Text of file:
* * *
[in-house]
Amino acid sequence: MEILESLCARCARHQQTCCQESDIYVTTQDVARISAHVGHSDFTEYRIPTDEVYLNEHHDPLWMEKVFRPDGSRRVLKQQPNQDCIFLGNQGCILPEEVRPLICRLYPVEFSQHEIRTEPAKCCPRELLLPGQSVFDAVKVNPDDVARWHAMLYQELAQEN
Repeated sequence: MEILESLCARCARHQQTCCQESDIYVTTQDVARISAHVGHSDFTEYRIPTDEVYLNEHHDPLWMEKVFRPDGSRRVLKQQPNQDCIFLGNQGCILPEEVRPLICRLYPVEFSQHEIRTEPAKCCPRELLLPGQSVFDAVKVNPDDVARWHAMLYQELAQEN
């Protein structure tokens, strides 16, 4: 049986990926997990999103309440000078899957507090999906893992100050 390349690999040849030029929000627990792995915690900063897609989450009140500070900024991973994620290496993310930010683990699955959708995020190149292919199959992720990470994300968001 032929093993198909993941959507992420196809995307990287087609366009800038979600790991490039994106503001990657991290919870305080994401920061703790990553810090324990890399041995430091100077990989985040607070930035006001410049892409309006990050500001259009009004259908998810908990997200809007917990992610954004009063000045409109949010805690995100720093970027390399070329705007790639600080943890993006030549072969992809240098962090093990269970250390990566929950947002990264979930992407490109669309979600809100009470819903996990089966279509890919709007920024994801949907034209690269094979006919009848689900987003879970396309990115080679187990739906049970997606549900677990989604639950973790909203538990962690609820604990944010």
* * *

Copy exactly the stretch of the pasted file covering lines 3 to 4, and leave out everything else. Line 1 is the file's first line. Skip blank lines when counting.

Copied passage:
Repeated sequence: MEILESLCARCARHQQTCCQESDIYVTTQDVARISAHVGHSDFTEYRIPTDEVYLNEHHDPLWMEKVFRPDGSRRVLKQQPNQDCIFLGNQGCILPEEVRPLICRLYPVEFSQHEIRTEPAKCCPRELLLPGQSVFDAVKVNPDDVARWHAMLYQELAQEN
């Protein structure tokens, strides 16, 4: 049986990926997990999103309440000078899957507090999906893992100050 390349690999040849030029929000627990792995915690900063897609989450009140500070900024991973994620290496993310930010683990699955959708995020190149292919199959992720990470994300968001 032929093993198909993941959507992420196809995307990287087609366009800038979600790991490039994106503001990657991290919870305080994401920061703790990553810090324990890399041995430091100077990989985040607070930035006001410049892409309006990050500001259009009004259908998810908990997200809007917990992610954004009063000045409109949010805690995100720093970027390399070329705007790639600080943890993006030549072969992809240098962090093990269970250390990566929950947002990264979930992407490109669309979600809100009470819903996990089966279509890919709007920024994801949907034209690269094979006919009848689900987003879970396309990115080679187990739906049970997606549900677990989604639950973790909203538990962690609820604990944010």